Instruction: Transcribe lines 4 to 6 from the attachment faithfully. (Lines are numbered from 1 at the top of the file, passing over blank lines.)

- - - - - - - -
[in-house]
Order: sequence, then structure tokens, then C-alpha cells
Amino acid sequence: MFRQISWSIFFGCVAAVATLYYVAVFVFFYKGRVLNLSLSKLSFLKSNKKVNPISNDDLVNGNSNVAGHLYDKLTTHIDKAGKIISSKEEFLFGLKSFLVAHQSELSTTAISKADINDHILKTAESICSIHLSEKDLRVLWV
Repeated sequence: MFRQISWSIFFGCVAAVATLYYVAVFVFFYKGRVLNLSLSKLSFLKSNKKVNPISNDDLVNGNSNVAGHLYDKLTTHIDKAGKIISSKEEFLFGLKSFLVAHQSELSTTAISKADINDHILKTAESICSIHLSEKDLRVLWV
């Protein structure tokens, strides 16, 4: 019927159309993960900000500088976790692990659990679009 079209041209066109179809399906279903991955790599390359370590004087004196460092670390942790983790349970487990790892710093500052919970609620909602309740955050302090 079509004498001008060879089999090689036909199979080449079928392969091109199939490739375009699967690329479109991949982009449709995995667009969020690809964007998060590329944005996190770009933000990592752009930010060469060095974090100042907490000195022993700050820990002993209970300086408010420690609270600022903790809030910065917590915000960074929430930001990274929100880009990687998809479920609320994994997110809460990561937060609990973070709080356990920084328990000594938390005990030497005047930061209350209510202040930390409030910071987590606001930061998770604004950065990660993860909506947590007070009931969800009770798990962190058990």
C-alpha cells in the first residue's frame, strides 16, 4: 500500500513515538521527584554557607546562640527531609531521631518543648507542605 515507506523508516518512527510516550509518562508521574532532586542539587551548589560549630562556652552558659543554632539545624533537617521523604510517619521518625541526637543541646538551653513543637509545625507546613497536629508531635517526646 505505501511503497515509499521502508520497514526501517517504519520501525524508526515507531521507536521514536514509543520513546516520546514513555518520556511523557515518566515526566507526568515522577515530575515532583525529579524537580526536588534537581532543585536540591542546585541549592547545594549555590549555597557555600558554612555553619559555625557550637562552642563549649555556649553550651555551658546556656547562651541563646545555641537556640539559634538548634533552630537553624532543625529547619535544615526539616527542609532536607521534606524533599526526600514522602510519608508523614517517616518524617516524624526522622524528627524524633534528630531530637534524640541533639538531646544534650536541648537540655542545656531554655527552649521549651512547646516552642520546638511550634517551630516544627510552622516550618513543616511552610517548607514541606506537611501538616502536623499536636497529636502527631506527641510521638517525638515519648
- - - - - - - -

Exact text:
Repeated sequence: MFRQISWSIFFGCVAAVATLYYVAVFVFFYKGRVLNLSLSKLSFLKSNKKVNPISNDDLVNGNSNVAGHLYDKLTTHIDKAGKIISSKEEFLFGLKSFLVAHQSELSTTAISKADINDHILKTAESICSIHLSEKDLRVLWV
């Protein structure tokens, strides 16, 4: 019927159309993960900000500088976790692990659990679009 079209041209066109179809399906279903991955790599390359370590004087004196460092670390942790983790349970487990790892710093500052919970609620909602309740955050302090 079509004498001008060879089999090689036909199979080449079928392969091109199939490739375009699967690329479109991949982009449709995995667009969020690809964007998060590329944005996190770009933000990592752009930010060469060095974090100042907490000195022993700050820990002993209970300086408010420690609270600022903790809030910065917590915000960074929430930001990274929100880009990687998809479920609320994994997110809460990561937060609990973070709080356990920084328990000594938390005990030497005047930061209350209510202040930390409030910071987590606001930061998770604004950065990660993860909506947590007070009931969800009770798990962190058990």
C-alpha cells in the first residue's frame, strides 16, 4: 500500500513515538521527584554557607546562640527531609531521631518543648507542605 515507506523508516518512527510516550509518562508521574532532586542539587551548589560549630562556652552558659543554632539545624533537617521523604510517619521518625541526637543541646538551653513543637509545625507546613497536629508531635517526646 505505501511503497515509499521502508520497514526501517517504519520501525524508526515507531521507536521514536514509543520513546516520546514513555518520556511523557515518566515526566507526568515522577515530575515532583525529579524537580526536588534537581532543585536540591542546585541549592547545594549555590549555597557555600558554612555553619559555625557550637562552642563549649555556649553550651555551658546556656547562651541563646545555641537556640539559634538548634533552630537553624532543625529547619535544615526539616527542609532536607521534606524533599526526600514522602510519608508523614517517616518524617516524624526522622524528627524524633534528630531530637534524640541533639538531646544534650536541648537540655542545656531554655527552649521549651512547646516552642520546638511550634517551630516544627510552622516550618513543616511552610517548607514541606506537611501538616502536623499536636497529636502527631506527641510521638517525638515519648